29 Orsi 1895, 92-94; Tusa 1983, 395. Of course, the location of the tombs itself may be of importance for the symbolism of the burials. Chronology possibly plays a role in the location of the tombs as well.
30 Such a vestibule is present only at tombs 1, 6, 25, 31, and XXI/47, see Orsi 1895, Voza 1972, 195.
31 Such niches have been reported for tombs 25, 31, 33, 38, 48 and XXI/47, see Orsi 1895, Voza 1972, 195.
32 Tombs 23, 28 and 62 possess such a monumental entrance, Orsi 1895, 11-114, 134.
33 Tombs 10 and 25, see Orsi 1895, 104-105, 112.
34 Brown 1981, 29.
imported pots and tomb XXI/47, of course, produced nine such specimens. In terms of the presence of Mycenaean pottery, however, the tombs with rare objects in their funerary inventories do not stand out from others.
A few classes of ceramic objects in the Thapsos tombs may be considered to have possessed a high symbolical significance. This may have been the case for the elaborately decorated stemmed basins, which appear to have served a special role in funerary ceremonies since they have been found in most of the tombs at the site.35 Local pottery decorated with incised representations of animals occurred in only a limited number of tombs,36 of which the majority (tombs 10, A1 and XXI/47) yielded Mycenaean pottery as well. Only two tombs possessed pottery imported from Cyprus (Fig. 16.2),37 both of which also yielded Mycenaean pottery. In a few tombs, cups have been found which have their best parallels at Borg en-Nadur on Malta; a concentration of such vessels was found in tomb 64, in which three Mycenaean pots were also found.38 Even though it must be acknowledged that Mycenaean pottery is more abundant in the Thapsos tombs than Maltese or Cypriot vessels, it appears that these imported classes are associated with each other. In this respect it may be of importance that three of the four tombs with glass objects, which possibly were imported as well,39 also contained Mycenaean pots.40 It appears that the imported nature of the Mycenaean pots was of significance in their inclusion in the tombs at Thapsos.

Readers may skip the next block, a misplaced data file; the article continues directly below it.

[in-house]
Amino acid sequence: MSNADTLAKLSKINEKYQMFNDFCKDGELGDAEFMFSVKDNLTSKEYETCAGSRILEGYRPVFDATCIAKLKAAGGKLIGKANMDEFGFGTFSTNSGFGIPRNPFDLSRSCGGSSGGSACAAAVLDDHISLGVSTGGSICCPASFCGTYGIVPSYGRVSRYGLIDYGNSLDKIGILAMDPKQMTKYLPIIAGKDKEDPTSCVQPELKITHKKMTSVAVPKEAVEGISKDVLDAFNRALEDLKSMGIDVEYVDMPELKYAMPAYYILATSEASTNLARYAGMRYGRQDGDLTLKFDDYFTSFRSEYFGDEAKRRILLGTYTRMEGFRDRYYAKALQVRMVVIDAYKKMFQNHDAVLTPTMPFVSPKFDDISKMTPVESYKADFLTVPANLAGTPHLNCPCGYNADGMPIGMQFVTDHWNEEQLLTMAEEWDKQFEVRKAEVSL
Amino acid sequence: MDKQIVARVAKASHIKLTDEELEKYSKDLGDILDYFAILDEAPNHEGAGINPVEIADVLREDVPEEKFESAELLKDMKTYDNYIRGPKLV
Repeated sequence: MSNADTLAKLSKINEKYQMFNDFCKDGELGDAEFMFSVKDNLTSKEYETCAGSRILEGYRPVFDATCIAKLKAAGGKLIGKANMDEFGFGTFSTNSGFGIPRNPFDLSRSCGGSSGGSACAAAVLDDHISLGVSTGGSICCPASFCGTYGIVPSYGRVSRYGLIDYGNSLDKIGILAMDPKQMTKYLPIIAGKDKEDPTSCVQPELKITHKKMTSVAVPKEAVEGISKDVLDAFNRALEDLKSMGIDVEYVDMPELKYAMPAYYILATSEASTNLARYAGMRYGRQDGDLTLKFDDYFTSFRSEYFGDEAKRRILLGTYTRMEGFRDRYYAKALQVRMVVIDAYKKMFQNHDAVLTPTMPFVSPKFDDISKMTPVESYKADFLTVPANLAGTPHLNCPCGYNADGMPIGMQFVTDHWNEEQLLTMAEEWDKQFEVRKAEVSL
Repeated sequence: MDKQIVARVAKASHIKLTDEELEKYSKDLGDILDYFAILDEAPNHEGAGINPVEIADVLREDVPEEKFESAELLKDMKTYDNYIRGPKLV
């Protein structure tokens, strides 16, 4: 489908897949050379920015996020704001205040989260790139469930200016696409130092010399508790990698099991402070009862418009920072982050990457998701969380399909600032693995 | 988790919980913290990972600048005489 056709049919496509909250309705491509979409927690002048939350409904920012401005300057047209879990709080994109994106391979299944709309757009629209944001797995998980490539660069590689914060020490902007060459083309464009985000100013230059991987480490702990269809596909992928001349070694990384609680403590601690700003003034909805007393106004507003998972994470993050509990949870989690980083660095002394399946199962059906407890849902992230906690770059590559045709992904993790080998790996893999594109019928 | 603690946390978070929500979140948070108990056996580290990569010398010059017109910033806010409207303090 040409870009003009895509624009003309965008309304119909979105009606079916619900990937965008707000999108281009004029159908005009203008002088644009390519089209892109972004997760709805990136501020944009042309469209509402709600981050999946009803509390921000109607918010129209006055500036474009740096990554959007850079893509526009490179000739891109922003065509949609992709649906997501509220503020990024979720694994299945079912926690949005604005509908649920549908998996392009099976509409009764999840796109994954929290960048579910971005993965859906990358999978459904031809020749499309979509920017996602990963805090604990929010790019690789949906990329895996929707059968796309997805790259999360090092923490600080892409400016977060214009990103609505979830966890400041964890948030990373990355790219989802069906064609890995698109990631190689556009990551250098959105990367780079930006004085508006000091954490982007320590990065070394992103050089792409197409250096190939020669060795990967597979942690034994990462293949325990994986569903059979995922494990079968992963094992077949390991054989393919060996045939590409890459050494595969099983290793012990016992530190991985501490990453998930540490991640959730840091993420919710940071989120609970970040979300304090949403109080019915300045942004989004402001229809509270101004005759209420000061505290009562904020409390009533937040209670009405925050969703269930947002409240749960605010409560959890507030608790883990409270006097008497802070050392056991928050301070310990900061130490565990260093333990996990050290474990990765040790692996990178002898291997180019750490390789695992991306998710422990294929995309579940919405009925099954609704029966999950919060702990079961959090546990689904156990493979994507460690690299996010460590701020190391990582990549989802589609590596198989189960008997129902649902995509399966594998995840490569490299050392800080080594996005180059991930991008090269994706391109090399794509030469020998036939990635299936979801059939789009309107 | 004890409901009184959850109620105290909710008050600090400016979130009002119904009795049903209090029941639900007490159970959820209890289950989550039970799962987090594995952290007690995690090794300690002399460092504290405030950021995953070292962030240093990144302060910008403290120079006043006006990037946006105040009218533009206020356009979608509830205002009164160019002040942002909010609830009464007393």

On the basis of its architecture, as well as because of its inventory comprising metal, glass and imports, tomb XXI/47 can be considered the wealthiest by far. Even though, as stated above, this may be due to the number of burials in this funerary cellar, tomb 10, with an equal number of burials, cannot be considered nearly as wealthy. The fact that a relatively large quantity of Mycenaean pottery has been found in tomb XXI/47 indicates, firstly, that this material was considered suitable to be associated with a wealthy inventory. Secondly, in comparison with the scatter of Mycenaean pots in the other tombs, it suggests that Mycenaean vessels through variations in quantity and variety could actively be involved in strategies of display. The fact that Mycenaean open dinner vessels were concentrated in this tomb indicates that such vessels possessed a special significance in the funerary practices of Thapsos.